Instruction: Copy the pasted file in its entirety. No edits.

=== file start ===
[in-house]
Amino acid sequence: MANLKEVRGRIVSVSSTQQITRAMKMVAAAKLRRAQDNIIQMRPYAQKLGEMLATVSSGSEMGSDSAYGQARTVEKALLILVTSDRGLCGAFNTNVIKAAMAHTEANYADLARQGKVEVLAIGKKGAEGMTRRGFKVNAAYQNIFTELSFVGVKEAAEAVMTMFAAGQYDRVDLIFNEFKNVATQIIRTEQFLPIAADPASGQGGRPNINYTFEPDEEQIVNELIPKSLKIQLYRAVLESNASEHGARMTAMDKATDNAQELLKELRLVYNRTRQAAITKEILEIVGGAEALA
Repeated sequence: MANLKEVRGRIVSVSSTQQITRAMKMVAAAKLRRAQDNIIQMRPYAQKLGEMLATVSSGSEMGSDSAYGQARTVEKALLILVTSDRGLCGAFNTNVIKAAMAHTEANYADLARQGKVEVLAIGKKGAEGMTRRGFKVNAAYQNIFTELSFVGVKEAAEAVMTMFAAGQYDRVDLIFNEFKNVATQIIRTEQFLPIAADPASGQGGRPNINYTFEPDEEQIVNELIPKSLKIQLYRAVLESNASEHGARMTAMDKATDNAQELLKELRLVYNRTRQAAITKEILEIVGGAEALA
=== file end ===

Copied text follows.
[in-house]
Amino acid sequence: MANLKEVRGRIVSVSSTQQITRAMKMVAAAKLRRAQDNIIQMRPYAQKLGEMLATVSSGSEMGSDSAYGQARTVEKALLILVTSDRGLCGAFNTNVIKAAMAHTEANYADLARQGKVEVLAIGKKGAEGMTRRGFKVNAAYQNIFTELSFVGVKEAAEAVMTMFAAGQYDRVDLIFNEFKNVATQIIRTEQFLPIAADPASGQGGRPNINYTFEPDEEQIVNELIPKSLKIQLYRAVLESNASEHGARMTAMDKATDNAQELLKELRLVYNRTRQAAITKEILEIVGGAEALA
Repeated sequence: MANLKEVRGRIVSVSSTQQITRAMKMVAAAKLRRAQDNIIQMRPYAQKLGEMLATVSSGSEMGSDSAYGQARTVEKALLILVTSDRGLCGAFNTNVIKAAMAHTEANYADLARQGKVEVLAIGKKGAEGMTRRGFKVNAAYQNIFTELSFVGVKEAAEAVMTMFAAGQYDRVDLIFNEFKNVATQIIRTEQFLPIAADPASGQGGRPNINYTFEPDEEQIVNELIPKSLKIQLYRAVLESNASEHGARMTAMDKATDNAQELLKELRLVYNRTRQAAITKEILEIVGGAEALA